Lacking "honesty" and "a human quality": Sorkin and the Anti-Social Network

Curator's Note

As often occurs with mass-interview publicity tours for high-profile films, in promoting The Social Network, Aaron Sorkin became quite repetitive, insisting upon two particular points with respect to the film and its (presumed) subject matter, i.e. Facebook: first, that "the Facebook movie" is, in fact, an old-fashioned tale of greed and betrayal (Sorkin and others consistently liken it to Greek or Shakespearean tragedy), and second, that the disconnect depicted in the film between the two main characters (Facebook co-founders Mark Zuckerberg, portrayed by Jesse Eisenberg, and Eduardo Saverin, played by Andrew Garfield) is indicative of the alienation and dehumanization of all social media participants. The first two to three minutes of the provided clip exemplify this second point, with Sorkin doling out what he terms an unsophisticated opinion of social media, deeming it "insincere," dishonest, inhuman and disruptive to sociality and community.

Sorkin's comments (admittedly not those of an Internet/social media user) are representative of a more widespread tendency in assessments of, and broader arguments against, "social media" (proposed by, for example, Malcolm Gladwell and, in a piece responding to The Social Network itself, Zadie Smith), whereby these media are characterized as disingenuous spaces, lacking a rather vaguely delineated "humanity." At stake in this argument for Sorkin, perhaps, is a need to defend his more "traditional" art form, resulting in "a movie about 2.0 people made by 1.0 people" (Smith). That new guard Zuckerberg and Facebook could possibly represent the end of old guard Sorkin and Columbia Pictures is perhaps among the chief oppositions at the heart of the film.

The Social Network and Sorkin's extratextual commentary around it (in interviews, DVD special features, award acceptance speeches, etc.) joins the lament of the social-media naysayers (whom Adam Gopnik wittily refers to as the "Better-Nevers") over an apparently novel lost humanity, as if ignorant of the comparable mournings of a hollow modernism or pastiched postmodernism, for starters. This unclear, untenable humanist framework adopted by Sorkin and Better-Never critics is an idealistic crutch, a tired, recycled critique of "man" and "technology," instead of an in-depth consideration of the specifics. In The Social Network, Facebook becomes merely the story's macguffin. To paraphrase his own Zuckerberg iteration, if Sorkin had wanted to make a movie about Facebook, he would have made a movie about Facebook. Instead he has created a "classic" film about "humanity" for a generation he contends is losing theirs.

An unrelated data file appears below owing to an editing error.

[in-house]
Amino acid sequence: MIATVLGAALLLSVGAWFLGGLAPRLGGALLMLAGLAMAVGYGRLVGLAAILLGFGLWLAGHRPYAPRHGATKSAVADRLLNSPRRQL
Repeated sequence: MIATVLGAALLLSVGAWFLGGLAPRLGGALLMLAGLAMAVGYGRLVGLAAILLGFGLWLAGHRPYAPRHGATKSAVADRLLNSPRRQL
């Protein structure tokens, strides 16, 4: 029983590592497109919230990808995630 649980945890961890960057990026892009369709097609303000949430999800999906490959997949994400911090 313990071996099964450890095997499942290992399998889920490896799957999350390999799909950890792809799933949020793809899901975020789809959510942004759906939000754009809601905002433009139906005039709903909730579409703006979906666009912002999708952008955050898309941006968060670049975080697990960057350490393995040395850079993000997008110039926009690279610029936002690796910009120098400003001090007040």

Excellent piece. This was the problem I had with the Social Network, not as a film (which was great for its medium), but as a thinly veiled critique. In focusing so much on a hyper-stylized version of the drama surrounding the characters, Sorkin missed the spirit of the facebook project: Zuckerberg is painted with the broad strokes of a classic villain, containing a Machiavellian penchant, rather than with the more counter cultural sentiment displayed in Zuckerberg's real life attitude. Still a great film, but a "modern" mind, might have been more interested in these elements.

I sort of side with Sorkin on the Better-Never frontlines, however. Gopnik's piece in the New Yorker was a fine introduction to the debate popularized by Nicholas Carr, for example, but Gopnik, in his critique, misses a crucial point on internet influence, in ignoring how young minds, in particular, are "at risk" in this technological takeover. Jeff Jarvis, Andrew Sullivan, and Tina Brown have a great conversation on this topic at Nonetheless, good article.  

Add new comment

Log in or register to add a comment.